TOKYO -- Four months ago, long before Toyota Motor Corp. was embroiled in a global recall crisis, President Akio Toyoda warned that his company was imperiled by hubris.
“Toyota has become too big and distant from its customers,” the CEO said at an Oct. 2 press conference during which he also said the world's largest automaker was “grasping for salvation.”
Now with the emergency finally landing in Toyota's backyard, Japan's normally doting lawmakers, regulators and media are beginning to agree with that dour assessment.
Today Toyota launched a global recall of 437,000 hybrid vehicles -- including its popular Prius -- as the carmaker sank deeper into a quality crisis that has battered its image, hurt sales and triggered an onslaught of lawsuits. This recall adds to the 8.1 million vehicles already recalled worldwide since last fall.
Toyota has long been a symbol of Japan's economic success. But these days, critics in its homeland are chastising the carmaker as cocky, lax on safety and deaf to customers.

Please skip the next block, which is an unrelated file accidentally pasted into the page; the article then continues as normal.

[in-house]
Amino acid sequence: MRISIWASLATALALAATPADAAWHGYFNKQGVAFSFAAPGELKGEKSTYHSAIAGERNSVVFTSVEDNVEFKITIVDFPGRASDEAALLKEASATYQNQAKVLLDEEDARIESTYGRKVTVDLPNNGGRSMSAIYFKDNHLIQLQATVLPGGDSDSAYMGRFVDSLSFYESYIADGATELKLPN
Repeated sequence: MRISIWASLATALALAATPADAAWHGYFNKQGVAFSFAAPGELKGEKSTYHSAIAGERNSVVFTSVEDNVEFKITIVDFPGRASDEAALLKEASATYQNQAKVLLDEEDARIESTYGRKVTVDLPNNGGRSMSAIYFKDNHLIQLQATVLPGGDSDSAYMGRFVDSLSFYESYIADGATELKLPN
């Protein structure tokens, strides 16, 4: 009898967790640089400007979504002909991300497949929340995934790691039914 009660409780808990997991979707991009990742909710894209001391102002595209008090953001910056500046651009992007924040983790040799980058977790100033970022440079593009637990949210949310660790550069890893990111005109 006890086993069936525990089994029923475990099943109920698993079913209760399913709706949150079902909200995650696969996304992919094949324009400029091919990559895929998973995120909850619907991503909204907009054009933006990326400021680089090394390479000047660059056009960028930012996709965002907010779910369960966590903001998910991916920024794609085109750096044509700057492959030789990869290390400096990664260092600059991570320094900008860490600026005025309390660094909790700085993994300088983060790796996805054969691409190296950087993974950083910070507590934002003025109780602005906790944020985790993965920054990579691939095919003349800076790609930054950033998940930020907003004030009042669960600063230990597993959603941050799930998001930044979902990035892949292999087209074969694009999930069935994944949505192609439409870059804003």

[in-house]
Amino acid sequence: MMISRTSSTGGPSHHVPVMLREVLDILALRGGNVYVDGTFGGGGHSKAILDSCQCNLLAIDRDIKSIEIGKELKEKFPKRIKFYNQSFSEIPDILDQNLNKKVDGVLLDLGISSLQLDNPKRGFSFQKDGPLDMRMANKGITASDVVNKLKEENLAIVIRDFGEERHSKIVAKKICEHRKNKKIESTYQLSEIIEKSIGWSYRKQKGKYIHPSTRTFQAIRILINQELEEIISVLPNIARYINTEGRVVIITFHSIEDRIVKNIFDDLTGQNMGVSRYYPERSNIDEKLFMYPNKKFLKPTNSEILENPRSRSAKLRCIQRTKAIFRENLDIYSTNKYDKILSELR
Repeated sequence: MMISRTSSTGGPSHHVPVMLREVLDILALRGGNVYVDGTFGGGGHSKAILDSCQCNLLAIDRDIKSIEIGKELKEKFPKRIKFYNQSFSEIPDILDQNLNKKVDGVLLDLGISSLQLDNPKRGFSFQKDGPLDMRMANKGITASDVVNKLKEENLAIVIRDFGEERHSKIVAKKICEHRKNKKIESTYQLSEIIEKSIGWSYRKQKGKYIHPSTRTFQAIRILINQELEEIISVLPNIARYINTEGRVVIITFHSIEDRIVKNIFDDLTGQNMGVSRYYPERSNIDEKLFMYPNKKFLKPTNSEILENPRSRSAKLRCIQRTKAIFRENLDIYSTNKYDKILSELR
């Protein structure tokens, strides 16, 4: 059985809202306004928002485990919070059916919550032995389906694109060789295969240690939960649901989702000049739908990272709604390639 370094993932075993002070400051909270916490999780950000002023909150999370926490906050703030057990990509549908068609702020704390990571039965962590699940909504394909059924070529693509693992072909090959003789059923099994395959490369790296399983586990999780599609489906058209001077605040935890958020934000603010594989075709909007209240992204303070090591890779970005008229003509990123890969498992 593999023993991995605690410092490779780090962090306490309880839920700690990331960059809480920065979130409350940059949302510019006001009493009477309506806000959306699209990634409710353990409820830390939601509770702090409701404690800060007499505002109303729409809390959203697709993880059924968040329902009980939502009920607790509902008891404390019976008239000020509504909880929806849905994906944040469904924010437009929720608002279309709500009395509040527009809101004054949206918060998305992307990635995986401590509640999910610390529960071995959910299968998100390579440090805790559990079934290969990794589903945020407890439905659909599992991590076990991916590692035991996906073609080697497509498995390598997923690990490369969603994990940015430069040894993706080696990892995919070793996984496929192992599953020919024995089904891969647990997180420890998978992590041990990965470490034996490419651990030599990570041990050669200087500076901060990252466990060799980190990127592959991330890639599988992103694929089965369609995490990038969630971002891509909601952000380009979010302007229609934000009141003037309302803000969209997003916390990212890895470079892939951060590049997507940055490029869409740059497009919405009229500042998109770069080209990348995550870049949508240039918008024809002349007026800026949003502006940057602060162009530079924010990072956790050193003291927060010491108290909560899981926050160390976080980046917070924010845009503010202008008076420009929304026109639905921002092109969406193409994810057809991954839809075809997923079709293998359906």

Even the performance of Toyoda, grandson of the company's founder, is under fire.
Taking a jab the president's oft-repeated mantra of “customer first,” Transportation Minister Seiji Maehara told reporters Friday that “Toyota's attitude comes up short.”
“Words are not enough,” echoed an editorial in the Nikkei business daily that chided Toyota for sacrificing quality during its rapid global expansion. “They can't be arrogant about past success.”
The Yomiuri, Japan's biggest daily newspaper, autopsied the carmaker's fall from grace and concluded, “There is no denying Toyota was overconfident.”
Toyoda's warning at the October news briefing was drawn from the five stages of corporate decline outlined by Jim Collins, author of How the Mighty Fall.
Toyoda warned that his company already had spiraled through the first three stages: hubris born of success, undisciplined pursuit of more and the denial of risk and peril. The carmaker, he said then, was now “grasping for salvation” in a final attempt to avert capitulation to death.
Any talk of Toyota's imminent death is, of course, melodramatic. But Akio's grim assessment shows he had a keen appreciation for his company's weak points long before the crisis.